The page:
The first trait is vital in a world with further privacy invasion and seeming erosion of individual liberty and property rights. The second trait is vital in a world where you work hard only to lose value due to inflation yearly. The ideal for bitcoin is that it preserves your value no matter what. It serves as hard money when the value of your fiat money changes at the whims of other parties. Finally, it serves as an asymmetric investment concerning risk and reward. The popular opinion is it will accrue value similar to digital gold and provide more opportunity for upside than downside. If it is a high probability that the asset class will be in the layman’s portfolio in some form or fashion in the future, it makes sense to buy now.

You don’t want two digital gold assets.

That’s psychologically not good and doesn’t work.

You only want one.

In addition to being shmuck insurance, that’s why you turn to bitcoin.

There’s a more clear paradigm, and it becomes very compelling with negative interest rates and where people like Dalio state that cash is trash.

As more people gravitate to the asset class and form more consensus around it being digital gold, other firms build around and on top of bitcoin. We see this BlockFi, Celsius, and a slew of other institutions that cater to or interact with the bitcoin blockchain.

We’ve established the value and merits of bitcoin, let’s move on to ethereum.


Ethereum bills itself as the world’s decentralized computer. That’s important because it can allow for a variety of projects to build on top of it and execute interesting innovations. At the current moment, Ethereum is a hub of financial activity based on leverage, fees, and interest rates. A wide variety of decentralized entrepreneurs are building digital wallets, lending operations, games, and paid blogging platforms that bring value to different users.

Why would you buy ethereum with paybis?

Well, if you listen to Ryan Sean Adams and other Ethereum representatives, it is because Ethereum is an economy and ETH is its equivalent to the world and the dollar. To be clear, many of these platforms support and use ETH to distribute funds or lock it up to enhance security, provide interest payments. You can also use it similar to bitcoin as a collateral asset. The idea is to borrow against it, and still have liquid fiat to buy groceries or the latest iPhone.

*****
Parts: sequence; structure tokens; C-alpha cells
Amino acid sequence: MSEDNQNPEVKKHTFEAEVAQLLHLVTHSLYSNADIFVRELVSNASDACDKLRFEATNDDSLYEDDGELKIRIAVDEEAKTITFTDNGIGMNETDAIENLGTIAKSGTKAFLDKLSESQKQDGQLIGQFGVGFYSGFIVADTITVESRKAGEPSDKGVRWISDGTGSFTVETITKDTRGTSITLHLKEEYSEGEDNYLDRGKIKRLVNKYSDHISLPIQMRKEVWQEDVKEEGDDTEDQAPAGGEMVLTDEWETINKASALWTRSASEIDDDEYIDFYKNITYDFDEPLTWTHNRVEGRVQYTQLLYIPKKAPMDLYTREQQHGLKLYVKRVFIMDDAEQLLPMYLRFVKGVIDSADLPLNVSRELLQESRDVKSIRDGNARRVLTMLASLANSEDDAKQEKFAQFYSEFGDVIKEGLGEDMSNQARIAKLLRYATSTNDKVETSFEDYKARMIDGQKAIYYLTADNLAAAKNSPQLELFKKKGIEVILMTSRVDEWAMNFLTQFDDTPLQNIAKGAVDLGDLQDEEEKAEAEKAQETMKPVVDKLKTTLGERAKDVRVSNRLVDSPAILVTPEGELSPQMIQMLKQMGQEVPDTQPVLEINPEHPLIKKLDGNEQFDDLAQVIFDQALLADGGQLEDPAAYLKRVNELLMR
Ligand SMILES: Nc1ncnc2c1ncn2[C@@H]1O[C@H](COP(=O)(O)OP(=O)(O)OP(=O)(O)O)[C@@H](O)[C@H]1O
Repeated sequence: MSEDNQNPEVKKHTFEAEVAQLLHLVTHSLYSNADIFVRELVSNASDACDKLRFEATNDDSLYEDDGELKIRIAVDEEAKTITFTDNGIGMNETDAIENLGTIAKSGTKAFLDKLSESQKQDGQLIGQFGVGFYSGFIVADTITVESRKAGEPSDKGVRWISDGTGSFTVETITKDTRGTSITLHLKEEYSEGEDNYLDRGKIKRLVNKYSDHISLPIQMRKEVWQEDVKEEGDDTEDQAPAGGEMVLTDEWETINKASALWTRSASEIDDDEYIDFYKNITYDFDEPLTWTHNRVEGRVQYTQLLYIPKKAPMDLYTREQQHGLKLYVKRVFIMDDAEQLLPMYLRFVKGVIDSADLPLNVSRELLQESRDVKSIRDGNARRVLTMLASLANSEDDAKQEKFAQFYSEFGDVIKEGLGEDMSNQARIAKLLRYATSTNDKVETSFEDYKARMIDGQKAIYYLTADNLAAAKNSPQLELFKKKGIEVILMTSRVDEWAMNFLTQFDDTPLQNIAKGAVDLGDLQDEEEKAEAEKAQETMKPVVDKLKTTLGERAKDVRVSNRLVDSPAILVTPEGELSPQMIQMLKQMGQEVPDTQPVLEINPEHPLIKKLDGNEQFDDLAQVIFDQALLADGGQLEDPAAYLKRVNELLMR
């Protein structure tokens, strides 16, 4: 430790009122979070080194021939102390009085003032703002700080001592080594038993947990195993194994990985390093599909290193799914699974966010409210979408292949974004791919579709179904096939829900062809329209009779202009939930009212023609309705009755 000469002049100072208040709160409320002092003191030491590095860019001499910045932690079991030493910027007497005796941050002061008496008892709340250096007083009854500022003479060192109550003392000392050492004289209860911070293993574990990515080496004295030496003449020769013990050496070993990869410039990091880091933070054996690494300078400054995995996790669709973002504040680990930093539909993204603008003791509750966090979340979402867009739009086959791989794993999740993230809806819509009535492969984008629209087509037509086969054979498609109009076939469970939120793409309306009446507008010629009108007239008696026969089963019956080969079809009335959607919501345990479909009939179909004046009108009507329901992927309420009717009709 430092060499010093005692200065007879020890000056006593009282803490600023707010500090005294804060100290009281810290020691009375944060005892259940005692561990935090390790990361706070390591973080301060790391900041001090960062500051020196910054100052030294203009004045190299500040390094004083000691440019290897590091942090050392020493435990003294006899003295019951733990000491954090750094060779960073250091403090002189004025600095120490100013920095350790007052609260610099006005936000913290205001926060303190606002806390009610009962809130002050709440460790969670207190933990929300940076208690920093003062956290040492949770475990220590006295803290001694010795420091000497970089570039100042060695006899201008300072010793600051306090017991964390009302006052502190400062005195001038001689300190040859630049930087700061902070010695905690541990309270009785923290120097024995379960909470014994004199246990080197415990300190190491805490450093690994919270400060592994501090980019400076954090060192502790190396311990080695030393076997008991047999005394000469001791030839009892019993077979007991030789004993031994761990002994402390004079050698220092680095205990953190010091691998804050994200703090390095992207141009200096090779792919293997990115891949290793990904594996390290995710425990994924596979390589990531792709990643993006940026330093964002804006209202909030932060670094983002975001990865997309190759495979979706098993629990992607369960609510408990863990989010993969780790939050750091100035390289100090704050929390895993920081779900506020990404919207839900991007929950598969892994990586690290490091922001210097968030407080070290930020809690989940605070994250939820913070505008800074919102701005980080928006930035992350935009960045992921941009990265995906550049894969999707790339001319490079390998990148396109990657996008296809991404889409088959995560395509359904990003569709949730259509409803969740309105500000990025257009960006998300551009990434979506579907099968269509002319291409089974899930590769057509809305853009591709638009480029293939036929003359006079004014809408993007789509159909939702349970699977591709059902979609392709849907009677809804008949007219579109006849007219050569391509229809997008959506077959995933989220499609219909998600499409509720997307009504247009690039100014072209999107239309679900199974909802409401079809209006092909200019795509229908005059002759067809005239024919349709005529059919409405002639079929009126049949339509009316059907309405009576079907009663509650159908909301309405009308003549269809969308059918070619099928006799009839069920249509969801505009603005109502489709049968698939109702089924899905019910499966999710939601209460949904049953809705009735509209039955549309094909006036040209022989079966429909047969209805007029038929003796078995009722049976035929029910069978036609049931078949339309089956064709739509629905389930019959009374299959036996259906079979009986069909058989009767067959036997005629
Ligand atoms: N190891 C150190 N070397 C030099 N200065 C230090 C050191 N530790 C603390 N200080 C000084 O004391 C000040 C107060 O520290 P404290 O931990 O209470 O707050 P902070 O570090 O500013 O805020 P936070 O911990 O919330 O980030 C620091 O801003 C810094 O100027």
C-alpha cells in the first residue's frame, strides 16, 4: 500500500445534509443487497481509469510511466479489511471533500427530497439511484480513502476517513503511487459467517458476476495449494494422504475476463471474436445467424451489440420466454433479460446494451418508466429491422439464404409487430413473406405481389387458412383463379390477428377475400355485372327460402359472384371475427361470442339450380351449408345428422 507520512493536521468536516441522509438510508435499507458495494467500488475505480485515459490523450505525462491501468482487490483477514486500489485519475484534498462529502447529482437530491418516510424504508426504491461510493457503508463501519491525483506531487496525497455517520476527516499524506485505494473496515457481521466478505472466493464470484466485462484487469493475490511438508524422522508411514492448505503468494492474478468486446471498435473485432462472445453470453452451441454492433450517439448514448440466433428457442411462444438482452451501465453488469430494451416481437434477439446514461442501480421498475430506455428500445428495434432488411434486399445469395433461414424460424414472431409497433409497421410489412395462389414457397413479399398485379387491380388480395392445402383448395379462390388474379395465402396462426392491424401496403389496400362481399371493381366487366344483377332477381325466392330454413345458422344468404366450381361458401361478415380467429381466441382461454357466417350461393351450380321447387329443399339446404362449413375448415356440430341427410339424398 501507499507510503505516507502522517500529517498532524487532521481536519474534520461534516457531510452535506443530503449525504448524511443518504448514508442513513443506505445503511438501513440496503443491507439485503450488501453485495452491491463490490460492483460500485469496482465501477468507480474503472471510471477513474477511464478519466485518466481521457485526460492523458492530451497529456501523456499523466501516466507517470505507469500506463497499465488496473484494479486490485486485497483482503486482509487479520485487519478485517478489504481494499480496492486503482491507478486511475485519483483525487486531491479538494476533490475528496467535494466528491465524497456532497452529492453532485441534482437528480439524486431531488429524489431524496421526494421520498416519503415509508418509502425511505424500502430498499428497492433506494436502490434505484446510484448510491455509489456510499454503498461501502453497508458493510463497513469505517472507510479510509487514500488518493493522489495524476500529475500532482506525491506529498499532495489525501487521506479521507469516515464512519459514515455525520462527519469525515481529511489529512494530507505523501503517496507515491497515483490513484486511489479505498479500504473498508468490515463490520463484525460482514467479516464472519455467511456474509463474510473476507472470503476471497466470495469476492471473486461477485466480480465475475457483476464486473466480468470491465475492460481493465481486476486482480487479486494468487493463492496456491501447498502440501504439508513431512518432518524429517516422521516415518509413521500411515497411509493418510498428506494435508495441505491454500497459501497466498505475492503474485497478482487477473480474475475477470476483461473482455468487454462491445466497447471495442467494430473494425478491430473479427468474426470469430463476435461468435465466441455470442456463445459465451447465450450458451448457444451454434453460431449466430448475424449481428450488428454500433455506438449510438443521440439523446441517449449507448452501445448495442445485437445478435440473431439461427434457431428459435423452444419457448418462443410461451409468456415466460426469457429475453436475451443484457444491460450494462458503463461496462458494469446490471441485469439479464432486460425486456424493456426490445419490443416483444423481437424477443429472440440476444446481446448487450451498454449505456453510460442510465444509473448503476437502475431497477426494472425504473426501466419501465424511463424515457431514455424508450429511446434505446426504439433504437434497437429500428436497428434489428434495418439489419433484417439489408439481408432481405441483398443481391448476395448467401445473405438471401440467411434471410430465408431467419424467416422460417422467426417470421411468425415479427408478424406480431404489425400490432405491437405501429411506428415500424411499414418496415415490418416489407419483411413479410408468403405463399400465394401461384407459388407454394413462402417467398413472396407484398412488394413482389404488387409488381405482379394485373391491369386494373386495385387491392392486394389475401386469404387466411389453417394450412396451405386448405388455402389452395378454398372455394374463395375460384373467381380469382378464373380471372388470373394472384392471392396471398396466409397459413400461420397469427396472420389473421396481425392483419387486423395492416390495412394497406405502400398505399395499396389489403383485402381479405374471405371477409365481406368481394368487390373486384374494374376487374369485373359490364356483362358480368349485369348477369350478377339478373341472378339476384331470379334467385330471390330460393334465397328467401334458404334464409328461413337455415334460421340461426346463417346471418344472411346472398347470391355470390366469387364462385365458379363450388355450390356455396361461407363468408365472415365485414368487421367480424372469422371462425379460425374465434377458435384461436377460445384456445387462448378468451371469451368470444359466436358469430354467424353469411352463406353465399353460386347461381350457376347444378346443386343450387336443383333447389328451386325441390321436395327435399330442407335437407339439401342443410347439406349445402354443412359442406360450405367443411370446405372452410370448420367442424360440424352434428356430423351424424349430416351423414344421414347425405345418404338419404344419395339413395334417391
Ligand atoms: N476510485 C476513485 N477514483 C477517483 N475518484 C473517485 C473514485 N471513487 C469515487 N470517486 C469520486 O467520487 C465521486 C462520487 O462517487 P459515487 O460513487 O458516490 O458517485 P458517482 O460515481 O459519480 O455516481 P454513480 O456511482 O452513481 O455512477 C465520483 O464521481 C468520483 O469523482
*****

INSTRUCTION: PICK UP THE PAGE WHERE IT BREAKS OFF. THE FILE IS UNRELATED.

Plus, if more projects interact, and are tied to Ethereum, then you get exposure to these other entities as well.

The concept here is that ethereum is a play on the future of innovation in Web3. You buy ethereum for the rate of transactions but also to have exposure to the future of the web.


The other asset class in this space is stablecoins. Stablecoins are typically tied to an asset like gold or fiat money. You’ve got a few of these that are in existence today. These include USDC, USDT, DAI, Libra (when it comes out), and a few others.

Why do they matter?

They are more relevant to you right now in that you can dip your toes into the blockchain world and feel safer. Stablecoins don’t swing wildly in value, they remain stable and work well as payments.

These are the general points that you should be aware of when investing in digital assets. You’re investing in the future, and you will have to be careful in placing what you can to gain exposure to a safe haven and innovation play.